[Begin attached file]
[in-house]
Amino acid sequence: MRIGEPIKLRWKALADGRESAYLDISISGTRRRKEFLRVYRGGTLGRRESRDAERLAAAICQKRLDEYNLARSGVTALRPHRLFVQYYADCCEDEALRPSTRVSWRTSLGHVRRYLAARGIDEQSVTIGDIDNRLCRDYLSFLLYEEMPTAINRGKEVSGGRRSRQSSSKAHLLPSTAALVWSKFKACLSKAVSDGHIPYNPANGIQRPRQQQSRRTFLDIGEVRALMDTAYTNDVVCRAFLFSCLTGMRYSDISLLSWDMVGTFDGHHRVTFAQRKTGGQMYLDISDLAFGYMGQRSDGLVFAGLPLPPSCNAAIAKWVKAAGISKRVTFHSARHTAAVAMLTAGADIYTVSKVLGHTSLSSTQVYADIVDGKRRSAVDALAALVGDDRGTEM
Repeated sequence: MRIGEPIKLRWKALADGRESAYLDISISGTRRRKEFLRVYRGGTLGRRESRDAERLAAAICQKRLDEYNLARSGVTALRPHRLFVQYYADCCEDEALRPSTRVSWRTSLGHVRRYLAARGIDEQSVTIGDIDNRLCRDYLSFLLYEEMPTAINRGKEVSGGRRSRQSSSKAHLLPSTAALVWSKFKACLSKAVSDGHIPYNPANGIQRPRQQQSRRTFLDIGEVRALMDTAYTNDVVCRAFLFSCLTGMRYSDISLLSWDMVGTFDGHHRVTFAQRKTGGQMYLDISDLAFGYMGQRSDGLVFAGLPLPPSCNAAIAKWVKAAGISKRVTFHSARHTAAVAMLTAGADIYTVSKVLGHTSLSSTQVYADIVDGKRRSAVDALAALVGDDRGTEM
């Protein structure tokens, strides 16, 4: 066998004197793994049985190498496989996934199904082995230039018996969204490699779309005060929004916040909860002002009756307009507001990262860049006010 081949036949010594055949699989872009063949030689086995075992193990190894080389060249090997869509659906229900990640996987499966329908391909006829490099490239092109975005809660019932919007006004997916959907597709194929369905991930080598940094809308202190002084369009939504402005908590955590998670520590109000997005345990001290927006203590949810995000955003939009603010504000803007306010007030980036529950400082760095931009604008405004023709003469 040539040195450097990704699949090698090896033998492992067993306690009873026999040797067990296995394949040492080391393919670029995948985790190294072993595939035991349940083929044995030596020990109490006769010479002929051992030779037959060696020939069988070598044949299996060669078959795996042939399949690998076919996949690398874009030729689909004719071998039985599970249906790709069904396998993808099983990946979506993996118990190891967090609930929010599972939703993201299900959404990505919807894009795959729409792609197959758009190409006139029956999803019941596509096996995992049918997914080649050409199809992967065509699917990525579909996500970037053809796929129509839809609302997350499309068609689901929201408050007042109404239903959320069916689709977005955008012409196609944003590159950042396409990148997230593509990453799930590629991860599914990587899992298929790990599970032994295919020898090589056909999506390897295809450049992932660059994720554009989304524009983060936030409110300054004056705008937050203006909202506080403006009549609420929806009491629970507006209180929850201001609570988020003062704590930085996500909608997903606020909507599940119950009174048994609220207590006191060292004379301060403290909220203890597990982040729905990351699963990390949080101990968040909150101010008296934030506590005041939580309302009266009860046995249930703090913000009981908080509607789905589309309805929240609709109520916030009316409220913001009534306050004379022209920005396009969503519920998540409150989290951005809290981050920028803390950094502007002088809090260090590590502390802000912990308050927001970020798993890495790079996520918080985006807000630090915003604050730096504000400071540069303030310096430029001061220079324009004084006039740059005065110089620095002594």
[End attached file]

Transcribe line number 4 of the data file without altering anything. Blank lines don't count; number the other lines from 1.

């Protein structure tokens, strides 16, 4: 066998004197793994049985190498496989996934199904082995230039018996969204490699779309005060929004916040909860002002009756307009507001990262860049006010 081949036949010594055949699989872009063949030689086995075992193990190894080389060249090997869509659906229900990640996987499966329908391909006829490099490239092109975005809660019932919007006004997916959907597709194929369905991930080598940094809308202190002084369009939504402005908590955590998670520590109000997005345990001290927006203590949810995000955003939009603010504000803007306010007030980036529950400082760095931009604008405004023709003469 040539040195450097990704699949090698090896033998492992067993306690009873026999040797067990296995394949040492080391393919670029995948985790190294072993595939035991349940083929044995030596020990109490006769010479002929051992030779037959060696020939069988070598044949299996060669078959795996042939399949690998076919996949690398874009030729689909004719071998039985599970249906790709069904396998993808099983990946979506993996118990190891967090609930929010599972939703993201299900959404990505919807894009795959729409792609197959758009190409006139029956999803019941596509096996995992049918997914080649050409199809992967065509699917990525579909996500970037053809796929129509839809609302997350499309068609689901929201408050007042109404239903959320069916689709977005955008012409196609944003590159950042396409990148997230593509990453799930590629991860599914990587899992298929790990599970032994295919020898090589056909999506390897295809450049992932660059994720554009989304524009983060936030409110300054004056705008937050203006909202506080403006009549609420929806009491629970507006209180929850201001609570988020003062704590930085996500909608997903606020909507599940119950009174048994609220207590006191060292004379301060403290909220203890597990982040729905990351699963990390949080101990968040909150101010008296934030506590005041939580309302009266009860046995249930703090913000009981908080509607789905589309309805929240609709109520916030009316409220913001009534306050004379022209920005396009969503519920998540409150989290951005809290981050920028803390950094502007002088809090260090590590502390802000912990308050927001970020798993890495790079996520918080985006807000630090915003604050730096504000400071540069303030310096430029001061220079324009004084006039740059005065110089620095002594």